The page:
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Germany's Corpse Hunter: Helping the Lost Dead of WWII Rest in Peace

By Matthias Pankau

During battles at the end of World War II, tens of thousands of soldiers and civilians never got a decent burial. For almost 30 years, one man has been finding these bodies and helping them rest in peace.

Digging for human bones: Erwin Kowalke's job is to find some of the thousands of soldiers who died during World War II, identify them and then accord them a proper burial. Zoom
DDP

Digging for human bones: Erwin Kowalke's job is to find some of the thousands of soldiers who died during World War II, identify them and then accord them a proper burial.

The first thing one sees is a jawbone. Erwin Kowalke picks it carefully up out of the loamy soil and sets it in a small, gray cardboard coffin sitting next to the freshly unearthed grave. Two probes of his spade later he pulls out a skull.

"This boy was about 20. Not much older," he says, pointing out the well-preserved teeth. "The wisdom teeth aren't quite in yet." In all likelihood, he's handling the remains of a Soviet soldier. The teeth are a clue. "Russians were differently nourished. That's why their teeth are ground down more than Germans," he explains.

When he finds a decomposed leather shoe a few minutes later, his suspicions are confirmed. "This is a Russian," Kowalke reports. The shoe has a knobby rubber sole. "And those belonged only to soldiers of the Red Army."

Kowalke is a specialist in his field. He started working for the German War Graves Association (VDK) in 1980 and ever since he has travelled to the last battlefields of the World Wars to do his job. He is actually retired these days but he continues to volunteer for the organization, which has located, identified and buried German soldiers since 1919. And Kowalke's expertise is in demand. After the Balkan wars of the 1990s, he spent months in the former Yugoslavia uncovering and identifying bodies.

Photo Gallery

18  Photos
Photo Gallery: Living With The Dead
Kowalke pulls about 10 bodies a day out of what was once blood-soaked ground in the east of Berlin. Around 60,000 people died in the Battle of Halbe during the last few days of April in 1945 toward the end of World War II. The Red Army annihilated the remains of Germany's Ninth Army in the last major battle of the war. In the battle of Seelow Heights, east of Berlin, around 50,000 German, Russian and Polish soldiers were killed in the space of a few days. Only a few were properly buried. The majority were simply hurriedly covered up. And thousands of them are apparently still buried somewhere in Brandenburg.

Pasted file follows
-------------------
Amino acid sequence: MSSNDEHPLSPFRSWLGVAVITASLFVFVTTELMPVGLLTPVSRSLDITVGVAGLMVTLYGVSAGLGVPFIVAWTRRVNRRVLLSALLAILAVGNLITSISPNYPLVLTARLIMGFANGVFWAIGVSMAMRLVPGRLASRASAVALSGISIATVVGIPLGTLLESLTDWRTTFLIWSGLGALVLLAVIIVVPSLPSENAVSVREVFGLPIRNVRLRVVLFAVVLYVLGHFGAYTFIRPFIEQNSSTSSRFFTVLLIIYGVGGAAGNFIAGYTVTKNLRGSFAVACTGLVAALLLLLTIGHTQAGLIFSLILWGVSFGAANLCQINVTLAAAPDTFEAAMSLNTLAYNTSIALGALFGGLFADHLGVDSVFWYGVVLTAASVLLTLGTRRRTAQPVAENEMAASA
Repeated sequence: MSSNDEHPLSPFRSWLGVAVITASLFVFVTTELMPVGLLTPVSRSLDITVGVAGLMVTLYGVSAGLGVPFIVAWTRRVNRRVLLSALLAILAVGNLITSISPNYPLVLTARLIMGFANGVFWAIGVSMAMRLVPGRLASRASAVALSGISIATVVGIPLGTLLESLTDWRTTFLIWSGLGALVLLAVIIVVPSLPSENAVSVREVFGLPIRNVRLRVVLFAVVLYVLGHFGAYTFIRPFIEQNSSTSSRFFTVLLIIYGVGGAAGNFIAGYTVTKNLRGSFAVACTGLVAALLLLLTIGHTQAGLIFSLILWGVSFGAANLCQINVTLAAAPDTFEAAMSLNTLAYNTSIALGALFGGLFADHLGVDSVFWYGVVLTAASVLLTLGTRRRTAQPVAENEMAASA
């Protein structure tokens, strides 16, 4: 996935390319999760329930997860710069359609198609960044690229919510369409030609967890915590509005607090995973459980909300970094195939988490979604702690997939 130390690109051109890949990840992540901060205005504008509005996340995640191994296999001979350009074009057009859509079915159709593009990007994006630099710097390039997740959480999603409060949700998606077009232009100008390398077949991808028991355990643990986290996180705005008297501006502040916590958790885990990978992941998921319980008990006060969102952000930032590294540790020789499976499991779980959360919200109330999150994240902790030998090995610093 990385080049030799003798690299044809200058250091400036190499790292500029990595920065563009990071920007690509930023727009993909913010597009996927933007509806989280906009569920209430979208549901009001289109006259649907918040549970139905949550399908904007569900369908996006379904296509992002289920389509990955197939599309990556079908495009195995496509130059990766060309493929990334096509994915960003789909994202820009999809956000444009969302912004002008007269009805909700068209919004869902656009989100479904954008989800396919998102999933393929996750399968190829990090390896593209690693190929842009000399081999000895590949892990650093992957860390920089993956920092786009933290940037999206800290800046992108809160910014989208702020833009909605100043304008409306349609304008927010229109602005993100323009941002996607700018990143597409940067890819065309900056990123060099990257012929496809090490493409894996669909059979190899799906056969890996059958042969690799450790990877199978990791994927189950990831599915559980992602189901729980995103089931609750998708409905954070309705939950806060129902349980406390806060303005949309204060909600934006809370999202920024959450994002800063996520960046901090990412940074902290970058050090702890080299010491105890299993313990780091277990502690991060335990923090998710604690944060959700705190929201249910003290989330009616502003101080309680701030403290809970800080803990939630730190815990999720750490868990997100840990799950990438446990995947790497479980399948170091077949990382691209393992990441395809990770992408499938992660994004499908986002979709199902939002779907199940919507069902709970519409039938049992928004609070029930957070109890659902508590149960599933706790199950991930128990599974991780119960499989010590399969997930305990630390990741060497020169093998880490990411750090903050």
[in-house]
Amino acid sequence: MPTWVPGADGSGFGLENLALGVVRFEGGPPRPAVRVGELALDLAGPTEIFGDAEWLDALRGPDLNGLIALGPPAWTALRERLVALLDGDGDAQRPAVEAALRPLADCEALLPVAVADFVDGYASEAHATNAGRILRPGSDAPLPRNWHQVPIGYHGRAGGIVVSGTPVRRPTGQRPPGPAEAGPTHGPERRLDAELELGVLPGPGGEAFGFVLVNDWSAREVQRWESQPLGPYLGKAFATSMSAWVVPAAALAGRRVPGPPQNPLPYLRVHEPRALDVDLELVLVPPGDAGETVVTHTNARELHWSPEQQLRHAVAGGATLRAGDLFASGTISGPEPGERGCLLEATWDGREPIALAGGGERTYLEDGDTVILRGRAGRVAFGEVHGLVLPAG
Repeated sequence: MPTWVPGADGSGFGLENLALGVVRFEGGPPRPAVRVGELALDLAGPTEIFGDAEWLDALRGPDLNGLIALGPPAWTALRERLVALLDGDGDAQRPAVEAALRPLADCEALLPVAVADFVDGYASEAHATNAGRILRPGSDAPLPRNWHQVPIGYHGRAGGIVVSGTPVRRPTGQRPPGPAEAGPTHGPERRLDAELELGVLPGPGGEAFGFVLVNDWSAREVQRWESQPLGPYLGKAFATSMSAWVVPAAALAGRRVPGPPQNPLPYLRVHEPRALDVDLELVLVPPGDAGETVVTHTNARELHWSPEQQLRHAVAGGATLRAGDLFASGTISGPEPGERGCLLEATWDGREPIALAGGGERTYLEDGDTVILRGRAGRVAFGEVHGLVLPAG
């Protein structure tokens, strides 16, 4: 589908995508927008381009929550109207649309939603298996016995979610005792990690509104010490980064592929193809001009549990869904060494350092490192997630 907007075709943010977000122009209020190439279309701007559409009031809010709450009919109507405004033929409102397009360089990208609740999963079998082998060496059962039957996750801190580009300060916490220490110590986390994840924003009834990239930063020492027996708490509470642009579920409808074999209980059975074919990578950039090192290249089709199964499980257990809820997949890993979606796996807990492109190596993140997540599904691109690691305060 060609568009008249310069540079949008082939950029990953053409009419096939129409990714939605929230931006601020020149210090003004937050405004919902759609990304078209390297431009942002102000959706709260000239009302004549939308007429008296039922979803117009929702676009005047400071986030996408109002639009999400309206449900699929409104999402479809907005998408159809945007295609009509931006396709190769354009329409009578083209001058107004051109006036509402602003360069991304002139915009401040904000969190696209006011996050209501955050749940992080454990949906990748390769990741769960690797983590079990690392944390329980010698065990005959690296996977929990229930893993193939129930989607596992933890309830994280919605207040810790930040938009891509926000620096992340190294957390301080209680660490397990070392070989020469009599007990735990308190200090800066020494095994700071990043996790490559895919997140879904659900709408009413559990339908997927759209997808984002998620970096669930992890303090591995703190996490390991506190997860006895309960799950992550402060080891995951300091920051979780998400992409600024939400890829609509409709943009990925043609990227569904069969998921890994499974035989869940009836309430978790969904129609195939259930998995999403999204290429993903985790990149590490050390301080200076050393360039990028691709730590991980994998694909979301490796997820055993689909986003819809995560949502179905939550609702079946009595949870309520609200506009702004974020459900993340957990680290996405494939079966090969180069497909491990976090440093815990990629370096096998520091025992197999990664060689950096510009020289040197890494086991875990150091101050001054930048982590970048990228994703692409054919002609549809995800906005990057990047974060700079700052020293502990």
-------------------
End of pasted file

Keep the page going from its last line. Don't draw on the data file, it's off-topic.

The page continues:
These bodies are usually found during the course of road building or when unexploded bombs are being sought. Metal detectors pick up anything metallic. "And if the guy had a field shovel or a weapon on him, then we have him," Kowalke says. That's what happened this time. The metal detector beeped because the fallen soldier had a helmet, bayonet and pistol underneath him. Munitions excavation crews are responsible for the weaponry. And Kowalke is responsible for the dead.

'Not Exactly Digging For Potatoes'

Which is why the corpse expert is submerged up to his hips in a pit in a forest along the Oder-Havel canal northeast of Berlin. He digs carefully, so as not to accidentally damage any bones. "We're not exactly digging for potatoes," he notes. Suddenly, a second skull is revealed. It's no surprise though. Larger bomb craters will often contain more than one soldier.

He finds an enamel filling in a tooth. For Kowalke, this is an important clue that he's dealing with a German -- the Russians didn't have that sort of amalgam filling at the time. Shortly afterwards he uncovers a broken yellow comb and a leather briefcase. Inside are a few coins but there is still no clue to the identity of the soldier. Nevetheless, Kowalke can tell he was about 25 years old and 1.7 meters (5 feet 7 inches) tall.

He reads the bones like a book. "From the size of the upper arm, for example, one can tell the overall height. And from the state of the end of the bone one can tell the age," he explains. When lightly rusted dog tags turns up in the big sieve used to sift the dirt around the bones, Kowalke can barely contain himself. "We'll soon know who you are," he says, addressing the corpse directly as is his wont. "The dog tags are like an identification document." After about three hours Kowalke carefully stows the remains of the three men discovered today, then he notes the details of his finds on a form.

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